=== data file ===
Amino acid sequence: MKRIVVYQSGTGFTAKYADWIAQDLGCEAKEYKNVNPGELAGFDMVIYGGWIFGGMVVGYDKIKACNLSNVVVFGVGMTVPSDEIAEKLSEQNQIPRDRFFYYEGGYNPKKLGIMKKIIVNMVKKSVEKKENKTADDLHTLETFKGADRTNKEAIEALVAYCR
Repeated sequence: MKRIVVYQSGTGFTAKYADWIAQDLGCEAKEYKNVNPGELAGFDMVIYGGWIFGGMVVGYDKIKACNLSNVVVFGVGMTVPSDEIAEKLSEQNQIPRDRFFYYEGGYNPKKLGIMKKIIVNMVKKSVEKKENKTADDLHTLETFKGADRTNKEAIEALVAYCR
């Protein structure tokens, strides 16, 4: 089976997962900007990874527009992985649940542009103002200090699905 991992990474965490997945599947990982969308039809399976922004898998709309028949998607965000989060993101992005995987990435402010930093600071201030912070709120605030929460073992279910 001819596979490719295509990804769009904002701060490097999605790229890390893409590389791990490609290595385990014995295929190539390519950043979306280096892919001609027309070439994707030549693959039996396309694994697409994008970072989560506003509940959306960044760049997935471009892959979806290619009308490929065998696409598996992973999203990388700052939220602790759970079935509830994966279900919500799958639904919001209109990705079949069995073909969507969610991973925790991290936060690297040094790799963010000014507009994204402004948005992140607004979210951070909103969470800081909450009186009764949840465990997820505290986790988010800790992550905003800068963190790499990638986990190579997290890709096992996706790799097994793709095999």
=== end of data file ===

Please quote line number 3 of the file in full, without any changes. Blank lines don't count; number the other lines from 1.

């Protein structure tokens, strides 16, 4: 089976997962900007990874527009992985649940542009103002200090699905 991992990474965490997945599947990982969308039809399976922004898998709309028949998607965000989060993101992005995987990435402010930093600071201030912070709120605030929460073992279910 001819596979490719295509990804769009904002701060490097999605790229890390893409590389791990490609290595385990014995295929190539390519950043979306280096892919001609027309070439994707030549693959039996396309694994697409994008970072989560506003509940959306960044760049997935471009892959979806290619009308490929065998696409598996992973999203990388700052939220602790759970079935509830994966279900919500799958639904919001209109990705079949069995073909969507969610991973925790991290936060690297040094790799963010000014507009994204402004948005992140607004979210951070909103969470800081909450009186009764949840465990997820505290986790988010800790992550905003800068963190790499990638986990190579997290890709096992996706790799097994793709095999």